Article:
Sallust in Roman Biography
Sal'lust, [Lat. Sallus'tius ; Fr. Salluste, st'liist';
It. Sali.ustio, sil-loos'te-o,] (or, more fully, Caius
Crispus,) a celebrated Roman historian, who
was born of a plebeian family at Amitemum in 86 B.C.
He was elected tribune of the people in 52 B.C., and was
expelled from the senate by the censors in 50 for alleged
immoral conduct. He was a partisan of Caesar in the
civil war. In the
year 47 he obtained the office of praetor,
and accompanied Caesar in his African campaign. He
was appointed governor of Numidia by Caesar in 46 B.C.
According to Dion Cassius, he enriched himself by the
oppression and plunder of the people of that province.
After the death of Julius Caesar he returned to Rome,
and built a sumptuous palace on the Quirinal, with
large gardens, still called Horti Sallustiani. Having
retired from public life, he devoted his latter years to
literary pursuits. He died in 34 B.C. The scandalous
charges against the character of Sallust, made by several
ancient and modem writers, may have been true, but, in
the opinion of some of the best critics, they are far from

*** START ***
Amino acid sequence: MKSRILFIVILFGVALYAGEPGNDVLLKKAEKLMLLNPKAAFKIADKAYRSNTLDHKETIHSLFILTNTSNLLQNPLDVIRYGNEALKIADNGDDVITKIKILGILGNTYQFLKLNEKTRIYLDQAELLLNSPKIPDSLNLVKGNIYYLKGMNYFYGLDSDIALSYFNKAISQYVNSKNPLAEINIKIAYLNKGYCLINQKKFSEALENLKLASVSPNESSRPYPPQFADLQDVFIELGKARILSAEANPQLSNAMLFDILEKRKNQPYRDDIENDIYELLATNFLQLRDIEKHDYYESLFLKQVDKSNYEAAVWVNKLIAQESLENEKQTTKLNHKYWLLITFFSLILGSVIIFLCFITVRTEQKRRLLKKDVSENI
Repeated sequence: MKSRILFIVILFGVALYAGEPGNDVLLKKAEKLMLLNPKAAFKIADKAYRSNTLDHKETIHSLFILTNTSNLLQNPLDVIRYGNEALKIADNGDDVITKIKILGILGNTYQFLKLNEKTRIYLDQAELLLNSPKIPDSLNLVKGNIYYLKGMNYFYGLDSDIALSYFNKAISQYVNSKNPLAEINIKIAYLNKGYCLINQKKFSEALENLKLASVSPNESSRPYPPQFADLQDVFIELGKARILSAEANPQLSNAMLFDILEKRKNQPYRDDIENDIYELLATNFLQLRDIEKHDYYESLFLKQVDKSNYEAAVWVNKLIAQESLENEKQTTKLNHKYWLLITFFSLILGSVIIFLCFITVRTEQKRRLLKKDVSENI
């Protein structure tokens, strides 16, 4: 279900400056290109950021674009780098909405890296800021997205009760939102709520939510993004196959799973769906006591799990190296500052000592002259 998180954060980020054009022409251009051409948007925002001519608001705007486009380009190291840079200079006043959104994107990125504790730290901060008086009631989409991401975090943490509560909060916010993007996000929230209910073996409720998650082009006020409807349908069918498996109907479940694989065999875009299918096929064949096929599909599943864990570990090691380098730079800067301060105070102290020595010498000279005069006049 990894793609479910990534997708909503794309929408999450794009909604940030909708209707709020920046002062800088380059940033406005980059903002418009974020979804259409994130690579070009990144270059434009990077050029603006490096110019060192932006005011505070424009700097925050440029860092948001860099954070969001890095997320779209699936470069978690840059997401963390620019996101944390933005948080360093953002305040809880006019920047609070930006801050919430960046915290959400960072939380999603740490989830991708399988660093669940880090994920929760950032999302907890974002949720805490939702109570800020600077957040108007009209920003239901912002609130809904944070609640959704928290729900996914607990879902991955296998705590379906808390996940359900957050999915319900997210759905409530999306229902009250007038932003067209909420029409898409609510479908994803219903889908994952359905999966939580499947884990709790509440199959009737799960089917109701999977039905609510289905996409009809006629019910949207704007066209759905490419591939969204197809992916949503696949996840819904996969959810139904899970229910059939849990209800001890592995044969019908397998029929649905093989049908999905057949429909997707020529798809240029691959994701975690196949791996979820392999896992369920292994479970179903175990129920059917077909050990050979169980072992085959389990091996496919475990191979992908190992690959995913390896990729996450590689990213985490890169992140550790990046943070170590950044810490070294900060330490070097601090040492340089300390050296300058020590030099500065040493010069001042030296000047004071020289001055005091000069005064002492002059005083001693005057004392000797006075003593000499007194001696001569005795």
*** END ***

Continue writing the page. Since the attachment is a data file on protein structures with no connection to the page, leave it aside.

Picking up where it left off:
having been established by any decisive evidence. He
was much influenced by party spirit, and probably
hated the aristocratic party more than he loved the
Sallust wrote a "
History of the Conspiracy of
Catiline," (" Bellum Catilinarium,") and a "History of
the War between the Romans and Jugurtha," (" Helium
Jugurthinum.") The speeches which he ascribes to
Cato, Cxsar, and others in his histories, though probably
expressed in the language of Sallust, give us, there
is reason to believe, the substance of what was said by
those eminent men. He also wrote a history of Rome
for the period included between 78 and 66 B.C., which
is lost. "The ancient critics," says Macaulay, "placed
Sallust in the same rank with Livy ; and unquestionably
the small portion of his works which has come down to
us is calculated to give a high opinion of his ta'ents.
But his style is not very pleasant ; and his most powerful
work, the account of the conspiracy of Catiline, has
rather the air of a clever party pamphlet than that of a
history." (Essay on History in the "Edinburgh Review,"
See Dks Brosses, "Vie de Salluste;" D. W. Moi.i.er, "De C.
Sallustio," 1684; MiJl.l.KR, "C. Sallustius, nder
etc., 1817; F. D. Geri.ach,
" Ueber den Geschichtsschreiber
C. Sallustins Crispus," 1831 ; E. C. de Gkri.achh,
" Etudes sur Salluste." etc., 1847; Bregolini, "Vita di C.
Sallustio," 1802; "Nouvelle Biographie Generate;"
Marine" for February, 1846.